Supreme Court Decision: No entitlement to Legal Representative at Disciplinary Hearing
On Monday 11th November 2019, the Supreme Court handed down its decision in Barry McKelvey v Iarnrod Eireann with Chief Justice Frank Clarke finding that Mr. McKelvey had no entitlement to be legally represented at a Disciplinary hearing with his employer. The right to representation with regard to internal employment procedures often raises issues for employers and employees alike. This right is governed by fair procedures and in certain circumstances, could be advantageous to both employer and employee should the disciplinary hearing develop into something more litigious.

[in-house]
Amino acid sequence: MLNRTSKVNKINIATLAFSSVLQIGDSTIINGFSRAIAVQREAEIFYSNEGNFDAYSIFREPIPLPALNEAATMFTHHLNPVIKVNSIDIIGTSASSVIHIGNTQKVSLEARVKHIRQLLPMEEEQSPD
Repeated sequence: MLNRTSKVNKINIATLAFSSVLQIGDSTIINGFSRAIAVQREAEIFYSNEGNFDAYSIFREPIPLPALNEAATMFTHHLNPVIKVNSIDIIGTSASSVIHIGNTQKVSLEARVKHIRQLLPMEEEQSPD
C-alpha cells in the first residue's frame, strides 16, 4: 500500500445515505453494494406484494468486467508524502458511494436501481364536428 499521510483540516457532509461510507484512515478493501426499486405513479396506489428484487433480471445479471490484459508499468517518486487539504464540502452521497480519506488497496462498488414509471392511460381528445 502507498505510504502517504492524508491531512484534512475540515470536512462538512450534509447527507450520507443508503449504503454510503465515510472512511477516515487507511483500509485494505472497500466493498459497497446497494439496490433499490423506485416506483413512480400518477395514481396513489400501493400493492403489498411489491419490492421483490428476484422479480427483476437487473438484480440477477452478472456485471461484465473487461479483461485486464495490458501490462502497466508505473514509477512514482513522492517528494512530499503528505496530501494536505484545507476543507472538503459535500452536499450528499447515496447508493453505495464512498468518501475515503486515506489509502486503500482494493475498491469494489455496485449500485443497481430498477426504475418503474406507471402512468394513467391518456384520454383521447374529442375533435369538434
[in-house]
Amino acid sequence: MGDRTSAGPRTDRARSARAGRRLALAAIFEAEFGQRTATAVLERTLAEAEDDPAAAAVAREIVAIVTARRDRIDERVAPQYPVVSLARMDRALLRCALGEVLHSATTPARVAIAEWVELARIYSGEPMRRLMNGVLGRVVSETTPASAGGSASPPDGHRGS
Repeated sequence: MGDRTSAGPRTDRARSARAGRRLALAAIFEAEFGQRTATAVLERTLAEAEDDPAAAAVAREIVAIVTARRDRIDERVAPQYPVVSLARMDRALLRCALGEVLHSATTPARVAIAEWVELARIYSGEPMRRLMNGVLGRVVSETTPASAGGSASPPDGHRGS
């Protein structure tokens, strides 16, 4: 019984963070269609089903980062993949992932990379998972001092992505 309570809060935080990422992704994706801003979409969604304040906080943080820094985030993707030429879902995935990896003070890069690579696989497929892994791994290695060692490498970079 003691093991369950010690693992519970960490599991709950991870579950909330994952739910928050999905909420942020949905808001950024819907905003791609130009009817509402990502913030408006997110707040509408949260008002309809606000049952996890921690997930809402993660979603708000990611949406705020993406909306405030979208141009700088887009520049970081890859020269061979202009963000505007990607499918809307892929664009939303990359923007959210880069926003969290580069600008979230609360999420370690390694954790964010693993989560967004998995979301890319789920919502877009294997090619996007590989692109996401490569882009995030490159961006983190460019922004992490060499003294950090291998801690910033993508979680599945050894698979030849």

The Supreme Court did note that certain cases may require legal representation at the disciplinary stages but stressed that it would be “only required as a matter of fairness in exceptional cases.”
On the basis of the facts before the court, they found that the employee had no entitlement to be legally represented at the disciplinary hearing, he was sufficiently represented by his Trade Union Representative and the lack of legal representation did not constitute unfair procedure.
Whilst this has clarified the position of an employees’ entitlement to legal representation, employers should assess each case on a case by case basis and ensure that they consider whether exceptional circumstances apply to give rise for legal representation in a particular case.
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